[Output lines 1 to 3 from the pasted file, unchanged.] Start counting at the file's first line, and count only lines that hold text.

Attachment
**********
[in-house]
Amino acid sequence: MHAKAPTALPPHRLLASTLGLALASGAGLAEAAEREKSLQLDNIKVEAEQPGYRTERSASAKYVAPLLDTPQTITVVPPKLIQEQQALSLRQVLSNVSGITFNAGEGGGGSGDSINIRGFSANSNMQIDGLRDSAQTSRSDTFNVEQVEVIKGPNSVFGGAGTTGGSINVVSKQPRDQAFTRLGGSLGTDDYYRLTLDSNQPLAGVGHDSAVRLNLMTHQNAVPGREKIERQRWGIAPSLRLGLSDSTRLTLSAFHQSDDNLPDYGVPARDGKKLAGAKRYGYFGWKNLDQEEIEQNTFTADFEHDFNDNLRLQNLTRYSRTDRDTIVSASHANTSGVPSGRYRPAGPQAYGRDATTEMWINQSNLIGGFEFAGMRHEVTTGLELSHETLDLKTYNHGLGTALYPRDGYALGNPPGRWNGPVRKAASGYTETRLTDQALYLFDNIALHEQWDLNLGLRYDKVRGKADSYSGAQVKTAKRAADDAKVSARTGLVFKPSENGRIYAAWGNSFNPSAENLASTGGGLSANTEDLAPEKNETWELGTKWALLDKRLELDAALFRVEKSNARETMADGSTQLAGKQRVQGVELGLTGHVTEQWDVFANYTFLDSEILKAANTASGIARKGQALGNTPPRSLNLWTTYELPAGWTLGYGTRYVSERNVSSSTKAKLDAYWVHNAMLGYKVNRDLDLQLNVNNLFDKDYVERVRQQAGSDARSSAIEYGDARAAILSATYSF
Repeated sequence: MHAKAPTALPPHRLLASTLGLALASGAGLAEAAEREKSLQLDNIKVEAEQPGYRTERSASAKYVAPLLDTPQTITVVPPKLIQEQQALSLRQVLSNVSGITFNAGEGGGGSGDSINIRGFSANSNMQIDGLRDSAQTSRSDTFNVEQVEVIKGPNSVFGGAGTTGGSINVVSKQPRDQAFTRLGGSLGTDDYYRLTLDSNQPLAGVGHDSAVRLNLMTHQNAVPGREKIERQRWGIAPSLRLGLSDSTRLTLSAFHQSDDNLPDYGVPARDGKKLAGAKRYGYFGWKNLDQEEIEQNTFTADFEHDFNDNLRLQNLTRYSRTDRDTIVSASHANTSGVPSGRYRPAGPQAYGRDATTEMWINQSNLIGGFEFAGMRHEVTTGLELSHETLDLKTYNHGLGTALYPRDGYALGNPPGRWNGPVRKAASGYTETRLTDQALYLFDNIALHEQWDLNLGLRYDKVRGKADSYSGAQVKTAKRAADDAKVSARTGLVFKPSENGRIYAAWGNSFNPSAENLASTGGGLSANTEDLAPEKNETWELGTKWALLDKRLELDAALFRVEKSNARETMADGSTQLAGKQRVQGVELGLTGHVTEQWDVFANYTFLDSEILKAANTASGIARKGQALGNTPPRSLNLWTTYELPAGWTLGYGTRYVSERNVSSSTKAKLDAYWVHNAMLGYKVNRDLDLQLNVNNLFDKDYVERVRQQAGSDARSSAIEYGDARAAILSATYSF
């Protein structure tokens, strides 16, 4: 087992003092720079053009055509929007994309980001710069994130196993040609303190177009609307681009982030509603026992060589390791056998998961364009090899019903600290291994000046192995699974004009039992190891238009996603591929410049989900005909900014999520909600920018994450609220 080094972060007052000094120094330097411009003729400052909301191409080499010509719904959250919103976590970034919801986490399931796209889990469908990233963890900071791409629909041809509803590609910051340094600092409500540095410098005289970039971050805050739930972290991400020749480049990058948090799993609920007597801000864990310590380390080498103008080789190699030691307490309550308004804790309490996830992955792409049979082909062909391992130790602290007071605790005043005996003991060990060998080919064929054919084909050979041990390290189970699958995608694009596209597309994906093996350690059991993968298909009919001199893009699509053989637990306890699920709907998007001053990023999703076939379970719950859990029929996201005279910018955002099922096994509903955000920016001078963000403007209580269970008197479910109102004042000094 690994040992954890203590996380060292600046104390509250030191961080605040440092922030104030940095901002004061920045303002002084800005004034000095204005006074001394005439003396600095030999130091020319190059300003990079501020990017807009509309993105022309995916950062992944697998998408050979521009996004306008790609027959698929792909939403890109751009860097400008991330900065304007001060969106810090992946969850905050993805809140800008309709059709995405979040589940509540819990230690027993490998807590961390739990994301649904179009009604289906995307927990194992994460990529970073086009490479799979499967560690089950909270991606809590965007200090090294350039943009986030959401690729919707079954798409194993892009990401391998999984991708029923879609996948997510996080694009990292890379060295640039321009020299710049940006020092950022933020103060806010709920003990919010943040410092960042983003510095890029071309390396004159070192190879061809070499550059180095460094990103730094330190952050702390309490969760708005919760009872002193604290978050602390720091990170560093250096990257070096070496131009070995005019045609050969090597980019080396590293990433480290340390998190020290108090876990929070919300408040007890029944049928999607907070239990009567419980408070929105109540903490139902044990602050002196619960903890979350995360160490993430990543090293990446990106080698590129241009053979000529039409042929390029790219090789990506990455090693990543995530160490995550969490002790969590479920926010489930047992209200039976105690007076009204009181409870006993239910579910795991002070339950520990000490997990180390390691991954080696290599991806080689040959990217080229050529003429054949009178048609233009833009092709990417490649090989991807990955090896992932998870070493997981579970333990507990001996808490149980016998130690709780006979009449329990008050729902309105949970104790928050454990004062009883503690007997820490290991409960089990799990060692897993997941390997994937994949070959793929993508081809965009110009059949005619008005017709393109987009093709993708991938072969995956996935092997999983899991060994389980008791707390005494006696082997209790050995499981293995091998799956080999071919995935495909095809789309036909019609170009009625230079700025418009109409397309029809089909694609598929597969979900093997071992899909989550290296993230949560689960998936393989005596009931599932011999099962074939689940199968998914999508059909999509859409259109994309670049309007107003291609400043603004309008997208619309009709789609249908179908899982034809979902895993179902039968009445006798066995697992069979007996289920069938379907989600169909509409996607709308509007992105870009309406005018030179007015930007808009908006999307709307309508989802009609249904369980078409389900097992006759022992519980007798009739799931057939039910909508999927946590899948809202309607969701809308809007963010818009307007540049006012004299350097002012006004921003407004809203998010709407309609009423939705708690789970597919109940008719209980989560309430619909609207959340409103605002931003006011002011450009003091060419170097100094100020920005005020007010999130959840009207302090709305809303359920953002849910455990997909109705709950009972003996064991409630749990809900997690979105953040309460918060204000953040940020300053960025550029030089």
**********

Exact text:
[in-house]
Amino acid sequence: MHAKAPTALPPHRLLASTLGLALASGAGLAEAAEREKSLQLDNIKVEAEQPGYRTERSASAKYVAPLLDTPQTITVVPPKLIQEQQALSLRQVLSNVSGITFNAGEGGGGSGDSINIRGFSANSNMQIDGLRDSAQTSRSDTFNVEQVEVIKGPNSVFGGAGTTGGSINVVSKQPRDQAFTRLGGSLGTDDYYRLTLDSNQPLAGVGHDSAVRLNLMTHQNAVPGREKIERQRWGIAPSLRLGLSDSTRLTLSAFHQSDDNLPDYGVPARDGKKLAGAKRYGYFGWKNLDQEEIEQNTFTADFEHDFNDNLRLQNLTRYSRTDRDTIVSASHANTSGVPSGRYRPAGPQAYGRDATTEMWINQSNLIGGFEFAGMRHEVTTGLELSHETLDLKTYNHGLGTALYPRDGYALGNPPGRWNGPVRKAASGYTETRLTDQALYLFDNIALHEQWDLNLGLRYDKVRGKADSYSGAQVKTAKRAADDAKVSARTGLVFKPSENGRIYAAWGNSFNPSAENLASTGGGLSANTEDLAPEKNETWELGTKWALLDKRLELDAALFRVEKSNARETMADGSTQLAGKQRVQGVELGLTGHVTEQWDVFANYTFLDSEILKAANTASGIARKGQALGNTPPRSLNLWTTYELPAGWTLGYGTRYVSERNVSSSTKAKLDAYWVHNAMLGYKVNRDLDLQLNVNNLFDKDYVERVRQQAGSDARSSAIEYGDARAAILSATYSF
Repeated sequence: MHAKAPTALPPHRLLASTLGLALASGAGLAEAAEREKSLQLDNIKVEAEQPGYRTERSASAKYVAPLLDTPQTITVVPPKLIQEQQALSLRQVLSNVSGITFNAGEGGGGSGDSINIRGFSANSNMQIDGLRDSAQTSRSDTFNVEQVEVIKGPNSVFGGAGTTGGSINVVSKQPRDQAFTRLGGSLGTDDYYRLTLDSNQPLAGVGHDSAVRLNLMTHQNAVPGREKIERQRWGIAPSLRLGLSDSTRLTLSAFHQSDDNLPDYGVPARDGKKLAGAKRYGYFGWKNLDQEEIEQNTFTADFEHDFNDNLRLQNLTRYSRTDRDTIVSASHANTSGVPSGRYRPAGPQAYGRDATTEMWINQSNLIGGFEFAGMRHEVTTGLELSHETLDLKTYNHGLGTALYPRDGYALGNPPGRWNGPVRKAASGYTETRLTDQALYLFDNIALHEQWDLNLGLRYDKVRGKADSYSGAQVKTAKRAADDAKVSARTGLVFKPSENGRIYAAWGNSFNPSAENLASTGGGLSANTEDLAPEKNETWELGTKWALLDKRLELDAALFRVEKSNARETMADGSTQLAGKQRVQGVELGLTGHVTEQWDVFANYTFLDSEILKAANTASGIARKGQALGNTPPRSLNLWTTYELPAGWTLGYGTRYVSERNVSSSTKAKLDAYWVHNAMLGYKVNRDLDLQLNVNNLFDKDYVERVRQQAGSDARSSAIEYGDARAAILSATYSF